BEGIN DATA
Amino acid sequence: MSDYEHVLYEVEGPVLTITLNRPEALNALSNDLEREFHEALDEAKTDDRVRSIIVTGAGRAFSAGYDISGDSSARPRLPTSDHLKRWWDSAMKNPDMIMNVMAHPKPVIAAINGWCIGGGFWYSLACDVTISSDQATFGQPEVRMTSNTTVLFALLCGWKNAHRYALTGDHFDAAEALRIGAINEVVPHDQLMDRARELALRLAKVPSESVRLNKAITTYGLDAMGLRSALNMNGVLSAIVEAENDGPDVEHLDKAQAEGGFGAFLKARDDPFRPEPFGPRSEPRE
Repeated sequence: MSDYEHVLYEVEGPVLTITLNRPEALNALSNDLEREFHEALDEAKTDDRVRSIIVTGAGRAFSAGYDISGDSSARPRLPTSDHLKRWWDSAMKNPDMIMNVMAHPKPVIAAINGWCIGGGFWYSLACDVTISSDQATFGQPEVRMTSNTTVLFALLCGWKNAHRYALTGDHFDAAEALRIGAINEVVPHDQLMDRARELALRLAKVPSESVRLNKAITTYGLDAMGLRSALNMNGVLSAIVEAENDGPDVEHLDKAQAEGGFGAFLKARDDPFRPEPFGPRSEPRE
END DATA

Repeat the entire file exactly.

Amino acid sequence: MSDYEHVLYEVEGPVLTITLNRPEALNALSNDLEREFHEALDEAKTDDRVRSIIVTGAGRAFSAGYDISGDSSARPRLPTSDHLKRWWDSAMKNPDMIMNVMAHPKPVIAAINGWCIGGGFWYSLACDVTISSDQATFGQPEVRMTSNTTVLFALLCGWKNAHRYALTGDHFDAAEALRIGAINEVVPHDQLMDRARELALRLAKVPSESVRLNKAITTYGLDAMGLRSALNMNGVLSAIVEAENDGPDVEHLDKAQAEGGFGAFLKARDDPFRPEPFGPRSEPRE
Repeated sequence: MSDYEHVLYEVEGPVLTITLNRPEALNALSNDLEREFHEALDEAKTDDRVRSIIVTGAGRAFSAGYDISGDSSARPRLPTSDHLKRWWDSAMKNPDMIMNVMAHPKPVIAAINGWCIGGGFWYSLACDVTISSDQATFGQPEVRMTSNTTVLFALLCGWKNAHRYALTGDHFDAAEALRIGAINEVVPHDQLMDRARELALRLAKVPSESVRLNKAITTYGLDAMGLRSALNMNGVLSAIVEAENDGPDVEHLDKAQAEGGFGAFLKARDDPFRPEPFGPRSEPRE